I’ve been writing about water for 10 years in one of the state’s most flood-prone cities.
And I’ve never had to write about a substantial flood.
I’ve written countless stories about planning for future floods, about the quality of our levees and the need for new flood control infrastructure.
But an actual, honest-to-goodness flood? Never seen one.
That could change this week. I hope it doesn’t. But after two back-to-back droughts dominated the past decade, it’s fascinating to see San Joaquin County emergency responders shift into flood-control mode.
I wonder: How ready are regular people?
Agricultural San Joaquin County flooded in 1997. But urban Stockton hasn’t flooded since the 1950s. Generations have passed without seeing a major flood in the city. Do people realize that there’s a river out there, and that the levee behind their house is more than just a place to walk the dog? Are they generally familiar with the risks in their neighborhoods?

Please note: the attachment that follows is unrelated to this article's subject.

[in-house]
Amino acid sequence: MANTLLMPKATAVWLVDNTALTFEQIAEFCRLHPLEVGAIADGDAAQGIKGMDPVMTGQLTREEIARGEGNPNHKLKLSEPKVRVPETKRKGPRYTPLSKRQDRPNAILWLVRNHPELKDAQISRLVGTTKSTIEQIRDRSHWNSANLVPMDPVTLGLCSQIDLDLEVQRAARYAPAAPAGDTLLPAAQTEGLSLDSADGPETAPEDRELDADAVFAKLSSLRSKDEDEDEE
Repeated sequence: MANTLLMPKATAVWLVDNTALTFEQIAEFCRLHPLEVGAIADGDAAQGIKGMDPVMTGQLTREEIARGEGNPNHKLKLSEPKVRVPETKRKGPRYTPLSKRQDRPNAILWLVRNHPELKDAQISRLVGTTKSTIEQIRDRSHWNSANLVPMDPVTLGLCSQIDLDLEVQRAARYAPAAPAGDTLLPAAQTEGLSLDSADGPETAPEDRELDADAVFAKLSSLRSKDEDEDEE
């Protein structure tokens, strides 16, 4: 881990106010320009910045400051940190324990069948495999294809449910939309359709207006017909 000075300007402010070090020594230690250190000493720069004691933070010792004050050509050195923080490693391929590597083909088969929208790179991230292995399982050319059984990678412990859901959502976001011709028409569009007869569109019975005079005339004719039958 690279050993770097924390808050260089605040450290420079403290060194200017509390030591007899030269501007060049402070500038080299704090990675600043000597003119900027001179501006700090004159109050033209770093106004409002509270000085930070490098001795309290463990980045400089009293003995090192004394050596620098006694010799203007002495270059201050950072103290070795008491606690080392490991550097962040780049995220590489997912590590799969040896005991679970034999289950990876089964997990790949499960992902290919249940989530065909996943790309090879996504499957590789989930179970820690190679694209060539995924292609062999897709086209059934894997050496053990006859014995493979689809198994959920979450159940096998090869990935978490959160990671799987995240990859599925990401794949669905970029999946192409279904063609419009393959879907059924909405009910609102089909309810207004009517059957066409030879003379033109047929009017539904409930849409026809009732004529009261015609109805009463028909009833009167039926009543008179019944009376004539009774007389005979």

We’re a long way from an urban flood, and our levees are a lot better than they used to be, which of course explains why it’s been 70 years since Stockton itself flooded.
But one consequence of flood disasters being increasingly rare may be a lack of community memory and awareness. And it’s going to happen again, eventually.
Neighborhood flood maps prepared by the San Joaquin County Office of Emergency Services can be found here. (Scroll down and click on the brochure links for best results.) And click here to read a 2011 USGS study about what would happen in Stockton and across California if the 1861-62 sequence of storms happened again today. Hint: Not good.